'Boris Johnson manifestly unfit to be Prime Minister' - Sturgeon

The party is over for Boris Johnson in Downing Street, but the PM's decision to stay on until October has been met with derision on all sides.

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Nicola Sturgeon has branded the Westminster system “broken” and said Boris Johnson was always “manifestly unfit to be Prime Minister” after his resignation was all but confirmed.

The PM will leave Downing Street at the end of a near two-day siege on his leadership which has seen around 60 MPs standing down from governmental or party roles since Tuesday night over his handling of the Chris Pincher scandal.

The First Minister said there was a “widespread sense of relief” that Johnson had relented and would leave office, but questioned his apparent decision to remain in power until at least October while a leadership election takes place.

Posting on Twitter, she wrote: “There will be a widespread sense of relief that the chaos of the last few days (indeed months) will come to an end, though notion of Boris Johnson staying on as PM until autumn seems far from ideal, and surely not sustainable?

“Boris Johnson was always manifestly unfit to be PM and the Tories should never have elected him leader or sustained him in office for as long as they have. But the problems run much deeper than one individual. The Westminster system is broken.”

Labour leader Sir Keir Starmer said Tory MPs who resigned to spark Johnson’s departure were “complicit” in his “lies, scandal and fraud on an industrial scale”.

The outgoing PM repeatedly rejected calls for a general election when quizzed by the parliamentary liaison committee on Wednesday, but Starmer insisted “change at the top” was needed.

He added: “It is good news for the country that Boris Johnson has resigned as Prime Minister.

“But it should have happened long ago. He was always unfit for office. He has been responsible for lies, scandal and fraud on an industrial scale.

“The Tory party have inflicted chaos upon the country during the worst cost-of-living crisis in decades. And they cannot now pretend they are the ones to sort it out.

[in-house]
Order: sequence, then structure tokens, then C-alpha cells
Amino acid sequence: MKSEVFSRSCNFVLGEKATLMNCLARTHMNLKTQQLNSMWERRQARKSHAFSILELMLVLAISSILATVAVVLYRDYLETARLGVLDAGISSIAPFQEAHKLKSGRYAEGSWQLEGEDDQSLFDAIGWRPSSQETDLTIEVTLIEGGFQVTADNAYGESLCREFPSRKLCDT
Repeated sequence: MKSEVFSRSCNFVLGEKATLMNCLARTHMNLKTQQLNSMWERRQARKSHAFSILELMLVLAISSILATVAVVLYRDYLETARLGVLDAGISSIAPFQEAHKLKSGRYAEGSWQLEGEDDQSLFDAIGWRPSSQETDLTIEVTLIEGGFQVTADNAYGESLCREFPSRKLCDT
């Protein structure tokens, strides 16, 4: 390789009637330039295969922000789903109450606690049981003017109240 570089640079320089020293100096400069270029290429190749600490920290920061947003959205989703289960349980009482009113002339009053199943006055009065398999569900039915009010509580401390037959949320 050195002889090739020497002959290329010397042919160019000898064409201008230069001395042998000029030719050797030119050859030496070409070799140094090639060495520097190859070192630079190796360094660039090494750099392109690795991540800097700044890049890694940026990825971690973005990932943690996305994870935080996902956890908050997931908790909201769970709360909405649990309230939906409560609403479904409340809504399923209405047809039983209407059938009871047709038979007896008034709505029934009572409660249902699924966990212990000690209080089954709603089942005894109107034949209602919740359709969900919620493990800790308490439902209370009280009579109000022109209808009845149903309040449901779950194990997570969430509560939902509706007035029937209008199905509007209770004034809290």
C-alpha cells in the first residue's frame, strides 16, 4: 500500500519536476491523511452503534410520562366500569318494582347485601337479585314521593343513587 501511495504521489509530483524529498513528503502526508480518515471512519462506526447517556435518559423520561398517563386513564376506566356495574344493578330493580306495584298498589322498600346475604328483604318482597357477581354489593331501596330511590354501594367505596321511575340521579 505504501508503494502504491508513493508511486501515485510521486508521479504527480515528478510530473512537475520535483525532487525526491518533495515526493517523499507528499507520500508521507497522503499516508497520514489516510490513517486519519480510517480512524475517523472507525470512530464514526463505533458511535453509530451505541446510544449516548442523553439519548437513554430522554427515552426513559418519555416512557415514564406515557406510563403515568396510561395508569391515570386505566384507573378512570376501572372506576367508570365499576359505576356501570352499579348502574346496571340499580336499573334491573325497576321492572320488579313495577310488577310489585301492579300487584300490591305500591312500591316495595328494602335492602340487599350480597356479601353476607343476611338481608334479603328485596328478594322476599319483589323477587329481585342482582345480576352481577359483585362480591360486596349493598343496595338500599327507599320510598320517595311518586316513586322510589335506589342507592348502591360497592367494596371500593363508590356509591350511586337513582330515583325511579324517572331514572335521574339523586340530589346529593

“Enough is enough. We don’t need to change the Tory at the top – we need a proper change of government. We need a fresh start for Britain.”

However, criticism of Johnson has not only come from the opposition. Several members of his own party have aired their own disapproval of his decision to stay on until the autumn.

Business and energy secretary Kwasi Kwarteng described the situation as a “depressing state of affairs,” adding: “Westminster is a mess.”

In his resignation letter, the minister for science, research and innovation, George Freeman, demanded his departure immediately.

He wrote: “Boris Johnson needs to hand in the seals of office, apologise to her majesty and advise her to call for a caretaker Prime Minister. To take over today so that Ministers can get back to work and we can choose a new Conservative Leader to try and repair the damage and rebuild trust.”

And Baroness Ruth Davidson, given a Lords peerage by Johnson, branded his plans to remain in the role for the next few months “nonsense”.

And that sentiment was echoed by the SNP’s Westminster leader, Ian Blackford.

Meanwhile, former Brexit steering group leader, Guy Verhofstadt MEP, compared the collapse of Johnson’s support to that of Donald Trump.

Buckingham Palace declined to comment on whether the Queen has had any communication with Boris Johnson on Thursday morning.

The Queen is at Windsor Castle and the Court Circular recorded that she held her weekly audience by telephone with Mr Johnson on Wednesday evening.

More to follow…